Tuesday, November 16, 2021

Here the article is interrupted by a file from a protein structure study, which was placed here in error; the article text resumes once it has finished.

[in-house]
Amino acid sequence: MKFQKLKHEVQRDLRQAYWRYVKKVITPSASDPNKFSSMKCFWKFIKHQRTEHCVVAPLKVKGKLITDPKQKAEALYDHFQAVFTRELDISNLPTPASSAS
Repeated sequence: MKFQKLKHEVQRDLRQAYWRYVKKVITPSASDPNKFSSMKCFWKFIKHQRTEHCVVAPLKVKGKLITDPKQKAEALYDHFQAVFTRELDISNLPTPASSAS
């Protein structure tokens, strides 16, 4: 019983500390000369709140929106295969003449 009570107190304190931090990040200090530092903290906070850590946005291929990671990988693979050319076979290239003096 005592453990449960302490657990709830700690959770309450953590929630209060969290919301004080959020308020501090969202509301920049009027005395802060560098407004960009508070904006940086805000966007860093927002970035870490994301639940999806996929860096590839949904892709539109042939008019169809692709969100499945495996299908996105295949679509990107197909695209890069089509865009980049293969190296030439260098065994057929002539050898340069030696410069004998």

As ion cyclotron radio frequency range (ICRF) heating becomes increasing used in fusion devices, the urgency of predicting and mitigating impurity generation that arises from it becomes increasingly important. In the ICRF regime, rectified RF sheaths are known to form at antenna and material edges that influence negative effects like sputtering and a decrease in heating efficiency. Given the size of the sheath relative to the scale of the device, it can be approximated as a boundary condition (BC). Electromagnetic field solvers in the ICRF regime typically treat material boundaries as perfectly conducting, thus ignoring the effect of the RF sheath. A novel model for the RF sheath based on the a finite impedance sheath BC formulated by J. Myra et al. 2015 now provides a more comprehensive representation of the RF rectified sheath including capacitive and resistive effects in numerical RF simulations. This research will discuss the development of a parallelized cold-plasma wave equation solver, “Stix," that implements this non-linear sheath impedance BC through the method of finite elements aimed at investigating the fundamental behavior of sheaths. With the RF sheath BC implemented in Stix and verified against literature, Stix is currently being adapted to investigate the RF sheath potential behavior seen on Alcator C-Mod when the antenna’s ratio of center strap to outer strap power was varied. The ultimate aim of this study will be to couple Stix’s RF sheath potentials to an impurity generation code, RustBCA, as an integrated model to qualitatively reproduce the trend in the impurity flux measured in this C-Mod experiment.